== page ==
In the Aqueduct Handicap, Stymie 2, mares 0

Today at Aqueduct is the 91st running of the Evening Attire. Well, OK, not exactly: the race has been run, with a few gaps, since 1902; formerly the Aqueduct Handicap, the race was re-named to honor the gelding who won it in 2002 and who was retired in 2008 at age 10.

In its former incarnation, the race saw some storied victories: Damascus and Kelso each won the race twice; both Roamer and John P. Grier won it. Today we’re looking at Stymie’s consecutive victories in 1947 and 1948, in both of which he beat some pretty impressive race mares.

Stymie’s career did not get off to a promising start. He finished 7th and 11th in his first two starts, from the second of which he was famously claimed for $1,500 by Hirsch Jacobs; in 57 races at ages two and three, he won seven times.

At age four, though, he became a different race horse, and over the next two years, he started 39 times, winning 17 races and hitting the board in 36 of them. In 1945, he was named champion handicap horse.

Stymie came into the 1947 Aqueduct Handicap off a summer in which he’d won the Jockey Club Gold Cup and the MassCap. In June, he’d been beaten a neck by the mare Gallorette; in the Whitney, she’d finished second, he third. The previous year’s champion handicap mare, Gallorette came to the Aqueduct Handicap following that Whitney finish and a second in the Saratoga Handicap.

Stymie carried 132 pounds in the Aqueduct, the most he’d ever been assigned, and James Roach in the Times reported that “rough, tough old Stymie…won it the hard way.” He was last of 11 moving to the far turn, and prevailed over Gallorette by half a length. Altogether, Gallorette and Stymie raced against each other 14 times.

Stymie returned the next year for the 1948 Aqueduct Handicap; he didn’t meet Gallorette again, but instead, the Discovery mare Conniver showed up to take him on. She’d been racing primarily in allowances and handicaps; the Aqueduct was only her second start in a stakes race, and first since an 11th place finish in the Acorn the previous year.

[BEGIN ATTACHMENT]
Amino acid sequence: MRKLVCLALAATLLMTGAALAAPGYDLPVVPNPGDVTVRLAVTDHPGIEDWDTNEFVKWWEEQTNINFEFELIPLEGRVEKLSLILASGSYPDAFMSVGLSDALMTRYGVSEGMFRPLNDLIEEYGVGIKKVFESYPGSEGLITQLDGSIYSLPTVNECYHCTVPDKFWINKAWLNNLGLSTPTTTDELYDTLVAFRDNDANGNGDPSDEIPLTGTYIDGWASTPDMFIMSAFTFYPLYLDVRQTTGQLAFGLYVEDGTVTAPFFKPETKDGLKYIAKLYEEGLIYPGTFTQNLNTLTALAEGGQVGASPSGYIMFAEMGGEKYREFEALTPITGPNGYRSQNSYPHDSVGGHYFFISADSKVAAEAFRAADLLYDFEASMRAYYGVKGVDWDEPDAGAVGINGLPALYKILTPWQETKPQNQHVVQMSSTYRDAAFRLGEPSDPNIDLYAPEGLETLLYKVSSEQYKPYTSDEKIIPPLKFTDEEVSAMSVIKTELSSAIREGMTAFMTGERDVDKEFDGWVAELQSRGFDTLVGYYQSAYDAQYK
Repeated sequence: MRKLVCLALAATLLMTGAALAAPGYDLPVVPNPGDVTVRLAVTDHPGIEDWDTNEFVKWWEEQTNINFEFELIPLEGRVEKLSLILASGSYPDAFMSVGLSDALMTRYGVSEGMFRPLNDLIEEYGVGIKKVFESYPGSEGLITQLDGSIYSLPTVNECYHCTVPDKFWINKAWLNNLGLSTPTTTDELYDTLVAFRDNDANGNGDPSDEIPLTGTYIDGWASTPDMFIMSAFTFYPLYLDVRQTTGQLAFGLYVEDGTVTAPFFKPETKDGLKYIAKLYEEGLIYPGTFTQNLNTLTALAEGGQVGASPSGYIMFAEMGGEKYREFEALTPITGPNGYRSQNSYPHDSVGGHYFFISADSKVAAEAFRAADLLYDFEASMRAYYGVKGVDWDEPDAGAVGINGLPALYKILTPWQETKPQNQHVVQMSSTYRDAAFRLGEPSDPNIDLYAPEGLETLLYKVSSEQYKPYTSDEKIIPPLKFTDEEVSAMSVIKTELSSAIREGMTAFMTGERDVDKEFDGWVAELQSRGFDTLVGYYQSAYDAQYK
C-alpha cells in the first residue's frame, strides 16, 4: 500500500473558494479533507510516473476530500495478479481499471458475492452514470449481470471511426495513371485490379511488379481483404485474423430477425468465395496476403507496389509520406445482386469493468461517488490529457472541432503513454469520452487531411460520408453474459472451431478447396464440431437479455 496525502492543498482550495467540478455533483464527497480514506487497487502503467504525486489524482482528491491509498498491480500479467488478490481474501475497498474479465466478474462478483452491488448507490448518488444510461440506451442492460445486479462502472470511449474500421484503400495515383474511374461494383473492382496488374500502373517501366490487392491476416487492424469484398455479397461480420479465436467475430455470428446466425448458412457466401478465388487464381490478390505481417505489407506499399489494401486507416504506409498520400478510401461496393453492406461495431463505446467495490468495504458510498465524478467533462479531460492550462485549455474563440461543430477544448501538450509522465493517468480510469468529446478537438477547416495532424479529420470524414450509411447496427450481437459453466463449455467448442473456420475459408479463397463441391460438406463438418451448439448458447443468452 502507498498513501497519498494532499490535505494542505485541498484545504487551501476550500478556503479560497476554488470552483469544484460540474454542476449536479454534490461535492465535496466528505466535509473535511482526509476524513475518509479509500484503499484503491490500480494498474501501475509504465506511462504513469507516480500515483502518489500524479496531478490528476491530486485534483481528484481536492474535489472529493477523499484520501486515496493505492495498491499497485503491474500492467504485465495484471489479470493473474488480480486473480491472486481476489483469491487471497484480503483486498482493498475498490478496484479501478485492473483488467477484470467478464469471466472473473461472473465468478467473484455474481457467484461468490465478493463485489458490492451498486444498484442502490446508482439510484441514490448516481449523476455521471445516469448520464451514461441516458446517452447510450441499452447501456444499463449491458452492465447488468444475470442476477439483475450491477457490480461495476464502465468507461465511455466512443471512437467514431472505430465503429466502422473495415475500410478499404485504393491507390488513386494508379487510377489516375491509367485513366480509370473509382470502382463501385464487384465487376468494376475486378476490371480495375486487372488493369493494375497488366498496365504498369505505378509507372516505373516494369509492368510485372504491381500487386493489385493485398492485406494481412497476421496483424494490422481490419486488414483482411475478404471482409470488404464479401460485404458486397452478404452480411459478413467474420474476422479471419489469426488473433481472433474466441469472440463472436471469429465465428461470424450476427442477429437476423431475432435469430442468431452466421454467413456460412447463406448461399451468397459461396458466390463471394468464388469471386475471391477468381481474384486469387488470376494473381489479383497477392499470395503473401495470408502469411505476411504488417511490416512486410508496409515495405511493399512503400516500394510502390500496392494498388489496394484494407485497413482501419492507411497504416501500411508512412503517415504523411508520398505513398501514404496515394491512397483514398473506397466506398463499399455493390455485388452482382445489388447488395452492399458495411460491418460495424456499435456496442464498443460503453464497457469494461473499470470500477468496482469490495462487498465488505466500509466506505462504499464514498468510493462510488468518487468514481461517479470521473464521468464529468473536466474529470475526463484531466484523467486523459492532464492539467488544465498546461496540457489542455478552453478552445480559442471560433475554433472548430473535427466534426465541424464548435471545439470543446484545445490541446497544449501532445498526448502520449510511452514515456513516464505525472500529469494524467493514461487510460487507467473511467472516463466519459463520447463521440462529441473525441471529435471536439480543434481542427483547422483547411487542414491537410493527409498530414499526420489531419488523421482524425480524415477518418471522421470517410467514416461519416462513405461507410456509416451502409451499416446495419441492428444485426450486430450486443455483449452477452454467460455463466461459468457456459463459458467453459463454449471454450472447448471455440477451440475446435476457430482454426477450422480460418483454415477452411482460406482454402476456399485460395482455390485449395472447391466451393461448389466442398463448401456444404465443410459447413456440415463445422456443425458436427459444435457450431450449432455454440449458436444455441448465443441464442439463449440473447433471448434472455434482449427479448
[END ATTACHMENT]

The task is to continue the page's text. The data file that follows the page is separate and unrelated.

In what Roach termed “one of the most sensational victories of his remarkable 123-race career,” Stymie thrilled the Aqueduct crowd:

Aqueduct has the longest stretch in the land—it measures 1,520 feet from turn to
wire—and through that pay-off lane Stymie made another of his rousing,
patent-applied-for runs to get the photo decision and send the 28,667 customers
into the stratosphere of excitement.

The old boy had four horses still ahead of him, two behind him, nearing the quarter pole. And he had one to beat at the eighth pole.

That “one” was Conniver, who, like Stymie, had once been available for a price: the previous fall, she was available for $6,500 in a claiming race at Belmont. And she wasn’t giving up easily:

Stymie yoked her at the sixteenth pole. But she didn’t falter.

They went nose and nose through the last 110 yards, and right at the wire Stymie, the one on the outside, made it.

He’d won by a head, beating the mare who would go on to exact a little revenge a month later, beating Stymie in the Brooklyn Handicap. Conniver also won the Vagrancy, the Beldame, and the Comely en route to being named champion handicap mare in 1948.